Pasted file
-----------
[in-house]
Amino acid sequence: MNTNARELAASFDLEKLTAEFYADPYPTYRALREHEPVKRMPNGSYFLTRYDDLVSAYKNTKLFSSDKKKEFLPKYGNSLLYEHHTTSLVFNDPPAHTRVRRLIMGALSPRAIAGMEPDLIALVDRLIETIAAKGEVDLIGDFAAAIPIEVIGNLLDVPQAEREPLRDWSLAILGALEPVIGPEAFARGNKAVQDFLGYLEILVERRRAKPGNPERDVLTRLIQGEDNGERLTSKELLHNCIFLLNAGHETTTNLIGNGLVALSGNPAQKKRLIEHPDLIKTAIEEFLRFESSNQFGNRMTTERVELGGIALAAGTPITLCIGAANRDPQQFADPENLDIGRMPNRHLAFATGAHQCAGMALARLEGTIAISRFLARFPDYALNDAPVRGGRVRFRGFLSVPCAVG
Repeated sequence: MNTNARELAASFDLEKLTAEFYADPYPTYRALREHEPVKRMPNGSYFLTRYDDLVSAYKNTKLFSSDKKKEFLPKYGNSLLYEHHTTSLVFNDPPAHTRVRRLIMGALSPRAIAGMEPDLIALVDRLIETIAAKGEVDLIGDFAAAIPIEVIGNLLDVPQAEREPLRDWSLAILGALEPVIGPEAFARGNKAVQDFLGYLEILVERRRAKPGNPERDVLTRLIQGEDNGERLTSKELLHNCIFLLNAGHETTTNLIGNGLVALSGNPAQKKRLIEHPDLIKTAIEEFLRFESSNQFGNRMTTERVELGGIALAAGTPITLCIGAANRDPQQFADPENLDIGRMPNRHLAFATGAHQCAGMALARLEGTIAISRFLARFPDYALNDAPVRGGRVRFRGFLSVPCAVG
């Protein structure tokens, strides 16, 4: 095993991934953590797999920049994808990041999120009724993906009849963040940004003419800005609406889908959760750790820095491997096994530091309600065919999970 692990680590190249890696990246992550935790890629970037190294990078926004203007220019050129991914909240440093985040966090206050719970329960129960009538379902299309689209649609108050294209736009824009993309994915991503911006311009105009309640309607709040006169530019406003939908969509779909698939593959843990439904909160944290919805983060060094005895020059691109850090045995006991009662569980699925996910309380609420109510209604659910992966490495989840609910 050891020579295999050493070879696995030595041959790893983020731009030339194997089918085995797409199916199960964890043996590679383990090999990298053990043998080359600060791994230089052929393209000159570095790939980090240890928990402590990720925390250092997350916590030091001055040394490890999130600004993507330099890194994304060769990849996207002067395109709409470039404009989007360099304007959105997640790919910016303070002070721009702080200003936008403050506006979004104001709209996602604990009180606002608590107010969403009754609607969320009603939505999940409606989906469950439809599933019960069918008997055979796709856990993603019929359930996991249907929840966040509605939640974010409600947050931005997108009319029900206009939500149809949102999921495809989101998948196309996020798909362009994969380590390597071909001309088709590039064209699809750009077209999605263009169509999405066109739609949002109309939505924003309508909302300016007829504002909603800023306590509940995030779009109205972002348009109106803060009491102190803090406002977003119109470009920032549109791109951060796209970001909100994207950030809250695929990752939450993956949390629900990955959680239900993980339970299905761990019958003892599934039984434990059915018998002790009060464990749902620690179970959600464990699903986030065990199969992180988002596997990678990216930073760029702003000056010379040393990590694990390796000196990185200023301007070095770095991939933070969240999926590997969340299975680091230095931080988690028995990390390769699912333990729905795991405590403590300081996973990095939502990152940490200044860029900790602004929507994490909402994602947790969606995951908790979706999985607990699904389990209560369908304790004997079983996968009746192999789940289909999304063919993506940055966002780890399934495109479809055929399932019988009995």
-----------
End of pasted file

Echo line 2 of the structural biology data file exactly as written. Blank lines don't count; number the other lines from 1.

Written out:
Amino acid sequence: MNTNARELAASFDLEKLTAEFYADPYPTYRALREHEPVKRMPNGSYFLTRYDDLVSAYKNTKLFSSDKKKEFLPKYGNSLLYEHHTTSLVFNDPPAHTRVRRLIMGALSPRAIAGMEPDLIALVDRLIETIAAKGEVDLIGDFAAAIPIEVIGNLLDVPQAEREPLRDWSLAILGALEPVIGPEAFARGNKAVQDFLGYLEILVERRRAKPGNPERDVLTRLIQGEDNGERLTSKELLHNCIFLLNAGHETTTNLIGNGLVALSGNPAQKKRLIEHPDLIKTAIEEFLRFESSNQFGNRMTTERVELGGIALAAGTPITLCIGAANRDPQQFADPENLDIGRMPNRHLAFATGAHQCAGMALARLEGTIAISRFLARFPDYALNDAPVRGGRVRFRGFLSVPCAVG